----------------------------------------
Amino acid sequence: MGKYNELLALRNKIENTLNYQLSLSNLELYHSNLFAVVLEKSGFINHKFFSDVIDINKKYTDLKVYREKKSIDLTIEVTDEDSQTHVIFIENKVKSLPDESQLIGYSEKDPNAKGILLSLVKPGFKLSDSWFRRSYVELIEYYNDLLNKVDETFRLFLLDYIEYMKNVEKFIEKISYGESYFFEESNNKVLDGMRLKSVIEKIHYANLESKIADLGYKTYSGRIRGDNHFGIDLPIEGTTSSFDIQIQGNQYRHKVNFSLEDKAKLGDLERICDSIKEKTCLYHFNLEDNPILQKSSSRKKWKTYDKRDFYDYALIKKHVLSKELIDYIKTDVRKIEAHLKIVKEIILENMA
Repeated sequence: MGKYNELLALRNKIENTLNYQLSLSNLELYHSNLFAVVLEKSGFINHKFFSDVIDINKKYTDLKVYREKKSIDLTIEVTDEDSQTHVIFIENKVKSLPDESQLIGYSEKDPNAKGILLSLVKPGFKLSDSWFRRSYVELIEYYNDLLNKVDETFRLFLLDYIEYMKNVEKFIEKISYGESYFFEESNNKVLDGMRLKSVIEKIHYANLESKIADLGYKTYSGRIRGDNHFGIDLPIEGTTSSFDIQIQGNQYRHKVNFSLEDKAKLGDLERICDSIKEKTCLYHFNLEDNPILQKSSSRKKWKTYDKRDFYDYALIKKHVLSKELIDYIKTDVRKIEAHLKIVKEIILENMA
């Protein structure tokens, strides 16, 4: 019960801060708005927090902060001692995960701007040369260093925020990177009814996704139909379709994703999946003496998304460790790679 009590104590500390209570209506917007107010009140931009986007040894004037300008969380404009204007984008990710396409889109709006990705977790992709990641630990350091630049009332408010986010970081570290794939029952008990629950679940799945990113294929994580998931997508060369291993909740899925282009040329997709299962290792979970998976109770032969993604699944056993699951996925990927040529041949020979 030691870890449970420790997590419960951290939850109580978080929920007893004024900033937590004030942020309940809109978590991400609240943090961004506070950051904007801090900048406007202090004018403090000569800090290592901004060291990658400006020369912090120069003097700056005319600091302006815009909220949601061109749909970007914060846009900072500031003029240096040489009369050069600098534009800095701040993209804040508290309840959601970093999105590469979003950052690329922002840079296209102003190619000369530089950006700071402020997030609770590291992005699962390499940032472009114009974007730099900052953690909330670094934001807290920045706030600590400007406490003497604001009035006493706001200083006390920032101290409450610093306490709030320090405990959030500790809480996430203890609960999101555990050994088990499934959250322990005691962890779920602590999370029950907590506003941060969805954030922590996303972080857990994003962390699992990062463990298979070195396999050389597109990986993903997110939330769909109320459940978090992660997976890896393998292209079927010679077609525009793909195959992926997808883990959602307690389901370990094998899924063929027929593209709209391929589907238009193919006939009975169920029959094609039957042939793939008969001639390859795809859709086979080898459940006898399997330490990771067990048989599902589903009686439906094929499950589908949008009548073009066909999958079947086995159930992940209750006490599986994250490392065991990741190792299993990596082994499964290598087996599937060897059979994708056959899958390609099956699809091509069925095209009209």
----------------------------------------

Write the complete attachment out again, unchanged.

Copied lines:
Amino acid sequence: MGKYNELLALRNKIENTLNYQLSLSNLELYHSNLFAVVLEKSGFINHKFFSDVIDINKKYTDLKVYREKKSIDLTIEVTDEDSQTHVIFIENKVKSLPDESQLIGYSEKDPNAKGILLSLVKPGFKLSDSWFRRSYVELIEYYNDLLNKVDETFRLFLLDYIEYMKNVEKFIEKISYGESYFFEESNNKVLDGMRLKSVIEKIHYANLESKIADLGYKTYSGRIRGDNHFGIDLPIEGTTSSFDIQIQGNQYRHKVNFSLEDKAKLGDLERICDSIKEKTCLYHFNLEDNPILQKSSSRKKWKTYDKRDFYDYALIKKHVLSKELIDYIKTDVRKIEAHLKIVKEIILENMA
Repeated sequence: MGKYNELLALRNKIENTLNYQLSLSNLELYHSNLFAVVLEKSGFINHKFFSDVIDINKKYTDLKVYREKKSIDLTIEVTDEDSQTHVIFIENKVKSLPDESQLIGYSEKDPNAKGILLSLVKPGFKLSDSWFRRSYVELIEYYNDLLNKVDETFRLFLLDYIEYMKNVEKFIEKISYGESYFFEESNNKVLDGMRLKSVIEKIHYANLESKIADLGYKTYSGRIRGDNHFGIDLPIEGTTSSFDIQIQGNQYRHKVNFSLEDKAKLGDLERICDSIKEKTCLYHFNLEDNPILQKSSSRKKWKTYDKRDFYDYALIKKHVLSKELIDYIKTDVRKIEAHLKIVKEIILENMA
């Protein structure tokens, strides 16, 4: 019960801060708005927090902060001692995960701007040369260093925020990177009814996704139909379709994703999946003496998304460790790679 009590104590500390209570209506917007107010009140931009986007040894004037300008969380404009204007984008990710396409889109709006990705977790992709990641630990350091630049009332408010986010970081570290794939029952008990629950679940799945990113294929994580998931997508060369291993909740899925282009040329997709299962290792979970998976109770032969993604699944056993699951996925990927040529041949020979 030691870890449970420790997590419960951290939850109580978080929920007893004024900033937590004030942020309940809109978590991400609240943090961004506070950051904007801090900048406007202090004018403090000569800090290592901004060291990658400006020369912090120069003097700056005319600091302006815009909220949601061109749909970007914060846009900072500031003029240096040489009369050069600098534009800095701040993209804040508290309840959601970093999105590469979003950052690329922002840079296209102003190619000369530089950006700071402020997030609770590291992005699962390499940032472009114009974007730099900052953690909330670094934001807290920045706030600590400007406490003497604001009035006493706001200083006390920032101290409450610093306490709030320090405990959030500790809480996430203890609960999101555990050994088990499934959250322990005691962890779920602590999370029950907590506003941060969805954030922590996303972080857990994003962390699992990062463990298979070195396999050389597109990986993903997110939330769909109320459940978090992660997976890896393998292209079927010679077609525009793909195959992926997808883990959602307690389901370990094998899924063929027929593209709209391929589907238009193919006939009975169920029959094609039957042939793939008969001639390859795809859709086979080898459940006898399997330490990771067990048989599902589903009686439906094929499950589908949008009548073009066909999958079947086995159930992940209750006490599986994250490392065991990741190792299993990596082994499964290598087996599937060897059979994708056959899958390609099956699809091509069925095209009209």